Nichiren's suffering, however, are not ascribable to this causal law.

In the past he despised the votaries of the Lotus Sutra and ridiculed

the sutra itself, sometimes with exaggerated praise and other times

with contempt. He has met all eight of these terrible sufferings for

such acts against the Lotus Sutra which is as magnificent as two

jewels combined, two moons shining side by side, two stars

conjoined or one Mount Hua placed atop another. Usually these

sufferings would torment a person over many lifetimes, appearing

one at a time. but Nichiren has denounced the enemies of the Lotus

Sutra so severely that all eight descended upon him at once. His

situation is like that of a peasant heavily in debt to his lord and

others. As long as he remains on the estate, they are likely to defer

his debts from one year to the next, rather than mercilessly hounding

him. But as soon as he tries to leave, everyone will rush over and

demand that he repay everything at once. Thus the sutra states, "It

is due to the blessings obtained by protecting the Law that one can

diminish...his suffering and retribution."


The Lotus Sutra reads, "There are many ignorant people who will

vilify and attack us, the votaries of the Lotus Sutra, with swords,

staves and stone... they will denounce us to the sovereign,

ministers, Brahmans and other influential men... we will be banished

again and again." Without hell's guards to torment them, slanderers

could never emerge from hell. Were it not for the authorities who

now persecute Nichiren, he could not expiate his past sin of

slandering the Law. Nichiren is like Bodhisattva Fukyo who lived in

ages past, and the people of this day are like the priests, nuns and

lay men and women who disdained and persecuted Fukyo. The

people are different, yet the cause is the same. Different people

may kill their parents, but they all fall into the same hell of incessant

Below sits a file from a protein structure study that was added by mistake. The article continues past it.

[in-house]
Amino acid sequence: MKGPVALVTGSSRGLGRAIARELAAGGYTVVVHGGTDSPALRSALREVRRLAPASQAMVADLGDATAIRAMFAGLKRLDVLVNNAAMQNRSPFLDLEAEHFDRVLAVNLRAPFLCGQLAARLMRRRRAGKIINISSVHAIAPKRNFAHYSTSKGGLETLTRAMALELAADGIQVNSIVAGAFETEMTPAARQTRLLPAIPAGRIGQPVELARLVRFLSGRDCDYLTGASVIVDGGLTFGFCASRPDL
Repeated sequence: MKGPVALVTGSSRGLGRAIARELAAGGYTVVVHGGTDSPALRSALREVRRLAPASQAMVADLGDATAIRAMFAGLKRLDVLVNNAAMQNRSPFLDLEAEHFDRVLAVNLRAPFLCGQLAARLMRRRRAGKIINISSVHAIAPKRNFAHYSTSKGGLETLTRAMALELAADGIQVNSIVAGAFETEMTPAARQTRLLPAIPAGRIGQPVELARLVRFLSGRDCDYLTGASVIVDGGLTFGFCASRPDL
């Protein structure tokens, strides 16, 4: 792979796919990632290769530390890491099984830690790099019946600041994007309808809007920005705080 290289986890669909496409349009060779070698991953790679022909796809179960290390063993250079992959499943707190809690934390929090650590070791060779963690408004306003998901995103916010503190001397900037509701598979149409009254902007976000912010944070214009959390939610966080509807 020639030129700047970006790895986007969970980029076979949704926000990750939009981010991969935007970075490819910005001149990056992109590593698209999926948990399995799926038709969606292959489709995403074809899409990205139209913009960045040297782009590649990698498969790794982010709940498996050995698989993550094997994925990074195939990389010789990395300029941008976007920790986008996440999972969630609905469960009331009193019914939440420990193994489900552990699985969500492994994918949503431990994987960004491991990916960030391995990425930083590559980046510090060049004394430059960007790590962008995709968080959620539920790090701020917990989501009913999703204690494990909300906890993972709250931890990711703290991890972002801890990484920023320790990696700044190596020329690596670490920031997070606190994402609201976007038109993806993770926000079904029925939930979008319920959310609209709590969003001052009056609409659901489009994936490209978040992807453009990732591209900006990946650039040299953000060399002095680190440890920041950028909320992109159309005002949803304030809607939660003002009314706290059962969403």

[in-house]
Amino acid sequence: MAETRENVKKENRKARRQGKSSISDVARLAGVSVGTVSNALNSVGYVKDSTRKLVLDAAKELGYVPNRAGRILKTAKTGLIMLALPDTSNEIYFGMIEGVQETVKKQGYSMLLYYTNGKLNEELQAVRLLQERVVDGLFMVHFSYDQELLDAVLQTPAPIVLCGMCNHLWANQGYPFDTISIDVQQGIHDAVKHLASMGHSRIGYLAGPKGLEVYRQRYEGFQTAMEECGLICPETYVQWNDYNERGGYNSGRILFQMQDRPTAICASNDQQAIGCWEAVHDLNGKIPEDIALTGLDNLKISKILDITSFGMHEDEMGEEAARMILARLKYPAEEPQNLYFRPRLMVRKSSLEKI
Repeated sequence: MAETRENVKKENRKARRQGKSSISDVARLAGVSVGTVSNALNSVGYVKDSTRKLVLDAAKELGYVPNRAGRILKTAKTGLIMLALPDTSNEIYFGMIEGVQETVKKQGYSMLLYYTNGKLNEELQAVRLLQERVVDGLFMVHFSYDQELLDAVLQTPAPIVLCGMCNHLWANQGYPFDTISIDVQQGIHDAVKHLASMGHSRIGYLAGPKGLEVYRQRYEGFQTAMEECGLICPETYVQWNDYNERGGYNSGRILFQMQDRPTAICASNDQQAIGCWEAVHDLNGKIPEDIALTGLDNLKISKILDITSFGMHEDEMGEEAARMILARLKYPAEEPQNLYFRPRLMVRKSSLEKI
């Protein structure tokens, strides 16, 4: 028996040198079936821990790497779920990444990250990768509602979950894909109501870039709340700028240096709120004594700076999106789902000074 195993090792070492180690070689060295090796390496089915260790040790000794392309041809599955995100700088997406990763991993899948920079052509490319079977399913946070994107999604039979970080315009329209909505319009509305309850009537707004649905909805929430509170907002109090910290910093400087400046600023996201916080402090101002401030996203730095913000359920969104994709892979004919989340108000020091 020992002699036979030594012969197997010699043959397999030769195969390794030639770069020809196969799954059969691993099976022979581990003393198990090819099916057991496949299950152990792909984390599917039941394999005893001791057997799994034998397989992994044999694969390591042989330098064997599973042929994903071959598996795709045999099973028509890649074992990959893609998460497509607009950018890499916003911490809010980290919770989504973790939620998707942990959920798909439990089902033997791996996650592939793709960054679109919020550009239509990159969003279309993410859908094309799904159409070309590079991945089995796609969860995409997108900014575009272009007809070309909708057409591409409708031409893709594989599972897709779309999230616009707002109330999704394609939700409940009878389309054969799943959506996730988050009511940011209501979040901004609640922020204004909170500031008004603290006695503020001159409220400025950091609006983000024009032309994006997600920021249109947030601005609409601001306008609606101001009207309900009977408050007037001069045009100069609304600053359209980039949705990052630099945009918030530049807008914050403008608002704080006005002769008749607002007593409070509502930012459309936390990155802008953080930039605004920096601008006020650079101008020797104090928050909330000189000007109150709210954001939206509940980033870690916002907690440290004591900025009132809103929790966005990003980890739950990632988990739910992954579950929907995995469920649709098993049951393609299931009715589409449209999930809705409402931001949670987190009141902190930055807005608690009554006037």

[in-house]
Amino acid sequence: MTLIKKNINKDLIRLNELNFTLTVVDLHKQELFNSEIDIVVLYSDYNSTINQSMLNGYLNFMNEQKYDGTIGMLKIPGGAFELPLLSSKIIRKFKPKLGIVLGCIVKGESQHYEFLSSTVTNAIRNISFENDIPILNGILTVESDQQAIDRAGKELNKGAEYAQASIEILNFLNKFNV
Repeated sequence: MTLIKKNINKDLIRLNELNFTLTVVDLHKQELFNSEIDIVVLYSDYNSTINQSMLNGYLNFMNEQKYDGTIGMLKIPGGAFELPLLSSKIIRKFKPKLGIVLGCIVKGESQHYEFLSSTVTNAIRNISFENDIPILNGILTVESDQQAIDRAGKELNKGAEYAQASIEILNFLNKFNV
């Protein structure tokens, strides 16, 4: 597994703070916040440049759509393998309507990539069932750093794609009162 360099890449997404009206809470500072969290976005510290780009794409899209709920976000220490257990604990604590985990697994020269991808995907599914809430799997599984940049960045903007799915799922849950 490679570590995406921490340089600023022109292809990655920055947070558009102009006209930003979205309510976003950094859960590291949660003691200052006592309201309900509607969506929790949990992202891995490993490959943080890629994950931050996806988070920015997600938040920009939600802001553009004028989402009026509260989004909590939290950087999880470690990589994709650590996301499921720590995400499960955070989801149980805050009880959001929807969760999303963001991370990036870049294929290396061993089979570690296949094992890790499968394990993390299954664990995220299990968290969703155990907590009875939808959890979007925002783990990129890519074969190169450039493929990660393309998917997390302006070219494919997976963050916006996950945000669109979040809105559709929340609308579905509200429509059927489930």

suffering. Since Nichiren is making the same cause as Fukyo, he is

certain to become a Buddha equal to Shakyamuni. Moreover, those

who now persecute him are like Bhadrapala and the others who

persecuted Fukyo. They will be tortured in the depths of hell for a

thousand aeons. I therefore pity them deeply and wonder what can

be done for them. Those who at first disdained and persecuted

Fukyo later took faith in his teachings and became his followers. The

greater part of their slander was thus expiated, but even the small

part which remained caused them to suffer as terribly as one who

had killed his parents a thousand times over. The people of this age

refuse to repent at all and must therefore suffer for interminable

aeons as described in the Hiyu chapter, perhaps even for the

duration of sanzen- or gohyaku-jintengo.


There are also those who appeared to believe in Nichiren but began

doubting when they saw him persecuted. They have not only

forsaken the Lotus Sutra but actually think themselves wise enough

to instruct Nichiren. The pitiful thing is that these perverse people

must suffer in the depths of hell even longer than the Nembutsu

believers. Ashura contended that the Buddha had only eighteen

sensory functions but that he himself had nineteen. Brahmans

claimed that the Buddha offered only one way to enlightenment but

they had ninety-five. In the same way, the renegade disciples say

that although Priest Nichiren is their teacher, he is too rigid, and

they will spread the Lotus Sutra in a more flexible way. In so

asserting, they are being as ridiculous as fireflies laughing at the sun

and moon, an anthill belittling Mount Hua, small inlets despising the

boundless sea, or a magpie mocking the Chinese phoenix. Nam-

myoho-renge-kyo.


Nichiren

The twentieth day of the third month in the ninth year of Bun'ei

(1272)


There is very little writing paper here in the province of Sado, and to

write to you individually would take too long. However, if even one

person fails to hear me, it will cause resentment. Therefore, I want

all sincere believers to meet and read this letter together for

encouragement. When disaster strikes, our personal troubles seem

insignificant. I do not know how accurate the reports reaching me

are, but there must surely be intense grieving over those killed in the

recent battles. What has become of Izawa no Nyudo and Sakabe no

Nyudo? Send me news of Kawanobe, Yamashiro, Tokugyo-ji and the

others. Also, please be kind enough to send me the Essentials of

Government in the Chen-kuan Era, the Anthology of Tales, and the

Esoteric Teachings of the Eight Sects. Without these, I cannot even

write letters.